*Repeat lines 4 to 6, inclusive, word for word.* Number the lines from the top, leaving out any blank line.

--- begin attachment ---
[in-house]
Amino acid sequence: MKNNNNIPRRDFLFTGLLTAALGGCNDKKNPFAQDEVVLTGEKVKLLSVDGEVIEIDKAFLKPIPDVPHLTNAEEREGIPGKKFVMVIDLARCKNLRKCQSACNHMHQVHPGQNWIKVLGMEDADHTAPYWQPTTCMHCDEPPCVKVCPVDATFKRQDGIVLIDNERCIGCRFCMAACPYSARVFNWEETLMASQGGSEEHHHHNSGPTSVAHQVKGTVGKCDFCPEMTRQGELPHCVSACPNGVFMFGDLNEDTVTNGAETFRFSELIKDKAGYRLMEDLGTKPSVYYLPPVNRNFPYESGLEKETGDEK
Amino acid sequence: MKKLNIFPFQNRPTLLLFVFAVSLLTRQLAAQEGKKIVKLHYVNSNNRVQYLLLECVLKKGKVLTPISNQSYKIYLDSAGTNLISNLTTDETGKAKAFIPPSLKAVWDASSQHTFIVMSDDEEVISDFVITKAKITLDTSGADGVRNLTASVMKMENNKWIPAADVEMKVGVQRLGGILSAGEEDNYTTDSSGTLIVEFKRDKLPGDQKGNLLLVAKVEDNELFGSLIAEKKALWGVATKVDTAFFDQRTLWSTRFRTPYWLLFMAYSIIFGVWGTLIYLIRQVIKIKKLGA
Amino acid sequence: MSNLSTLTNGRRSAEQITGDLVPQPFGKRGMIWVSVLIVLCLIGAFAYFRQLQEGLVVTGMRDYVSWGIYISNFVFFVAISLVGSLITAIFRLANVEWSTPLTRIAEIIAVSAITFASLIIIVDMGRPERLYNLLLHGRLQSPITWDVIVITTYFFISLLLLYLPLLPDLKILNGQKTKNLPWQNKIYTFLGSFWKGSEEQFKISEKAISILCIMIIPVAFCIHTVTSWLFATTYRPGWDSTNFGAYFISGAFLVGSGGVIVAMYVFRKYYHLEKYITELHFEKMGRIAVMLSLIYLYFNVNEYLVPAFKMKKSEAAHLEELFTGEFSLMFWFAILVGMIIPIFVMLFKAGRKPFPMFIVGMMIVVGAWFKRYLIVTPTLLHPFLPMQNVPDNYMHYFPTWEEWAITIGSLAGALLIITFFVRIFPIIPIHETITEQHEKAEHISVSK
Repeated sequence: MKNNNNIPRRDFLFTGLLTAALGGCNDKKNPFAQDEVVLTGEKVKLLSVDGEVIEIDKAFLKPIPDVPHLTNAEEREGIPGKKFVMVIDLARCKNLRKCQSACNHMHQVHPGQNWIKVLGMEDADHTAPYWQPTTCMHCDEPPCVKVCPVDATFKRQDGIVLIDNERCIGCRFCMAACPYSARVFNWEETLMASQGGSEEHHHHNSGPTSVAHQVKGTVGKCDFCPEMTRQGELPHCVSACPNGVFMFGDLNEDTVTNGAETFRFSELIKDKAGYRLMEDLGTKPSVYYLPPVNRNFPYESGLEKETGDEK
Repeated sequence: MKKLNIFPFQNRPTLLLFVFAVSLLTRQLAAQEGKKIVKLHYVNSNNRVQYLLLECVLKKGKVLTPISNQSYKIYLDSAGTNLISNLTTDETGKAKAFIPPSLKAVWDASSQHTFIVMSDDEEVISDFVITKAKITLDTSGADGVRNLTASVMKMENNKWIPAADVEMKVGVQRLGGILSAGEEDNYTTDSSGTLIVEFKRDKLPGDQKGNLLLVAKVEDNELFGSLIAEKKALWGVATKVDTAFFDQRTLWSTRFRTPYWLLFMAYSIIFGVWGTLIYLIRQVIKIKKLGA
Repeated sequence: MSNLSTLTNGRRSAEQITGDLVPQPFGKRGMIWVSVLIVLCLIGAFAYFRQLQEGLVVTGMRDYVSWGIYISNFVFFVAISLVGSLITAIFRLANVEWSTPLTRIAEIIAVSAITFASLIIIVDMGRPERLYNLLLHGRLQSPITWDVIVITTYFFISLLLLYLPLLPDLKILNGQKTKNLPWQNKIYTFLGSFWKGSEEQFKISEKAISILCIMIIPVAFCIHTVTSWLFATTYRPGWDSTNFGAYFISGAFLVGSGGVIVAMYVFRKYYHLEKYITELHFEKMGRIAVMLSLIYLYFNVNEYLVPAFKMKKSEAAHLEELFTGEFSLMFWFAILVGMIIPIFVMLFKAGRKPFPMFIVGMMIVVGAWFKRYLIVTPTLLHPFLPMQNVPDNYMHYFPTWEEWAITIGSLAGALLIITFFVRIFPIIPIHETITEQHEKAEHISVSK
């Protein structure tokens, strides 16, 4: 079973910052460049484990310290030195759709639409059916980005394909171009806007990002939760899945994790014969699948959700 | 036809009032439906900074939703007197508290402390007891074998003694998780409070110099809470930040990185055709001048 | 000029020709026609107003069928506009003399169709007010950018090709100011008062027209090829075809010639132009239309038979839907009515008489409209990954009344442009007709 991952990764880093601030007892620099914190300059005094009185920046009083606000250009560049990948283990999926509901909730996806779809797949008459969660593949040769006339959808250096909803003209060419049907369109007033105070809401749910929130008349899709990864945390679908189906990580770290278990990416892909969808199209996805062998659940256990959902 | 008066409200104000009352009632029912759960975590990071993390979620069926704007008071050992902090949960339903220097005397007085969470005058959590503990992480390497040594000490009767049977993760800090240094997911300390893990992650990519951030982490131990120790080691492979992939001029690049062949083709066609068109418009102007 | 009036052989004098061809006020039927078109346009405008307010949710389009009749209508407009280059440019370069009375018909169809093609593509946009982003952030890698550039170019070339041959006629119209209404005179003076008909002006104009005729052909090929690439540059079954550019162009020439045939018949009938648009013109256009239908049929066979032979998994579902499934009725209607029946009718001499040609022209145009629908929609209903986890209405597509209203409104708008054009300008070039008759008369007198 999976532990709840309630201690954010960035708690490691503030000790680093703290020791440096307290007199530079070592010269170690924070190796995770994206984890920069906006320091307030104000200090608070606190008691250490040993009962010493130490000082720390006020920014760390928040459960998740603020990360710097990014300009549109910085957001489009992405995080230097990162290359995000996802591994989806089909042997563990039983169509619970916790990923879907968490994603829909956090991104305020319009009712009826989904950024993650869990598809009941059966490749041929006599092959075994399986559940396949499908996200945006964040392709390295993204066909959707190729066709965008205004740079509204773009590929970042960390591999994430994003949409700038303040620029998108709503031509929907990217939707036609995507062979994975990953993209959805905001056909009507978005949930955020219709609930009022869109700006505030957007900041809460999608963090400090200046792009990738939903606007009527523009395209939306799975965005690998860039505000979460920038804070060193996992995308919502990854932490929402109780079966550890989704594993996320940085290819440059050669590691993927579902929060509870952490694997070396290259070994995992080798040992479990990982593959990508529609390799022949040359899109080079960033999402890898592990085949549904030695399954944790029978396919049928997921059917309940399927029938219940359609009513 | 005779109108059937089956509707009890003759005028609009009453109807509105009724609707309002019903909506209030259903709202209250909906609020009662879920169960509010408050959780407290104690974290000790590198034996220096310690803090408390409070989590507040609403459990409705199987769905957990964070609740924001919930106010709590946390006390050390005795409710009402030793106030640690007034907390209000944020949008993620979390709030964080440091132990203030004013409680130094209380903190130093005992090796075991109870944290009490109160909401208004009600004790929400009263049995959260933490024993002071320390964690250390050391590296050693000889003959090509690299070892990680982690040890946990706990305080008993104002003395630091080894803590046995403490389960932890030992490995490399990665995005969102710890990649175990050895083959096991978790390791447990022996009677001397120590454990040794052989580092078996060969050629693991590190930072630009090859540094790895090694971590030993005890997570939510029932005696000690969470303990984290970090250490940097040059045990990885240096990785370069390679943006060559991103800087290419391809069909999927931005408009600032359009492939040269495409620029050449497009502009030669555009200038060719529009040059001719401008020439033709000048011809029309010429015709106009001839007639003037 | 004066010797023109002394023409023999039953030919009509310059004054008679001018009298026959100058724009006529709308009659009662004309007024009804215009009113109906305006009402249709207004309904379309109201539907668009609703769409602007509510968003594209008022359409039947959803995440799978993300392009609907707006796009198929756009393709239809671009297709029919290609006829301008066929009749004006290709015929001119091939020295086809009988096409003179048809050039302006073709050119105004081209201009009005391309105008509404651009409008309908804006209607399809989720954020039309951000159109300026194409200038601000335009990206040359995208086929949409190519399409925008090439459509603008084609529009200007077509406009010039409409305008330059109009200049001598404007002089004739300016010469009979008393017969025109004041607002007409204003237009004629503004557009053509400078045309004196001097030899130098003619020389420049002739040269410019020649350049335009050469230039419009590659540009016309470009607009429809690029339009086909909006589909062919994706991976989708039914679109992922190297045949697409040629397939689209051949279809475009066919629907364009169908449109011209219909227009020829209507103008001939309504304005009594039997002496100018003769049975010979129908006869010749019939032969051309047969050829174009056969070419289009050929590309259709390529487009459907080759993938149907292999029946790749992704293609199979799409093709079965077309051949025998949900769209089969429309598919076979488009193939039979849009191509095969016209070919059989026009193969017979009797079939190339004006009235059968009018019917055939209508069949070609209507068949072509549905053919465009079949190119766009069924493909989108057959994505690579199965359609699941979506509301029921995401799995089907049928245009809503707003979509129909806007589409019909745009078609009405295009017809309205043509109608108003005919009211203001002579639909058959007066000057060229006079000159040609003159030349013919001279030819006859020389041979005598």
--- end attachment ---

Amino acid sequence: MSNLSTLTNGRRSAEQITGDLVPQPFGKRGMIWVSVLIVLCLIGAFAYFRQLQEGLVVTGMRDYVSWGIYISNFVFFVAISLVGSLITAIFRLANVEWSTPLTRIAEIIAVSAITFASLIIIVDMGRPERLYNLLLHGRLQSPITWDVIVITTYFFISLLLLYLPLLPDLKILNGQKTKNLPWQNKIYTFLGSFWKGSEEQFKISEKAISILCIMIIPVAFCIHTVTSWLFATTYRPGWDSTNFGAYFISGAFLVGSGGVIVAMYVFRKYYHLEKYITELHFEKMGRIAVMLSLIYLYFNVNEYLVPAFKMKKSEAAHLEELFTGEFSLMFWFAILVGMIIPIFVMLFKAGRKPFPMFIVGMMIVVGAWFKRYLIVTPTLLHPFLPMQNVPDNYMHYFPTWEEWAITIGSLAGALLIITFFVRIFPIIPIHETITEQHEKAEHISVSK
Repeated sequence: MKNNNNIPRRDFLFTGLLTAALGGCNDKKNPFAQDEVVLTGEKVKLLSVDGEVIEIDKAFLKPIPDVPHLTNAEEREGIPGKKFVMVIDLARCKNLRKCQSACNHMHQVHPGQNWIKVLGMEDADHTAPYWQPTTCMHCDEPPCVKVCPVDATFKRQDGIVLIDNERCIGCRFCMAACPYSARVFNWEETLMASQGGSEEHHHHNSGPTSVAHQVKGTVGKCDFCPEMTRQGELPHCVSACPNGVFMFGDLNEDTVTNGAETFRFSELIKDKAGYRLMEDLGTKPSVYYLPPVNRNFPYESGLEKETGDEK
Repeated sequence: MKKLNIFPFQNRPTLLLFVFAVSLLTRQLAAQEGKKIVKLHYVNSNNRVQYLLLECVLKKGKVLTPISNQSYKIYLDSAGTNLISNLTTDETGKAKAFIPPSLKAVWDASSQHTFIVMSDDEEVISDFVITKAKITLDTSGADGVRNLTASVMKMENNKWIPAADVEMKVGVQRLGGILSAGEEDNYTTDSSGTLIVEFKRDKLPGDQKGNLLLVAKVEDNELFGSLIAEKKALWGVATKVDTAFFDQRTLWSTRFRTPYWLLFMAYSIIFGVWGTLIYLIRQVIKIKKLGA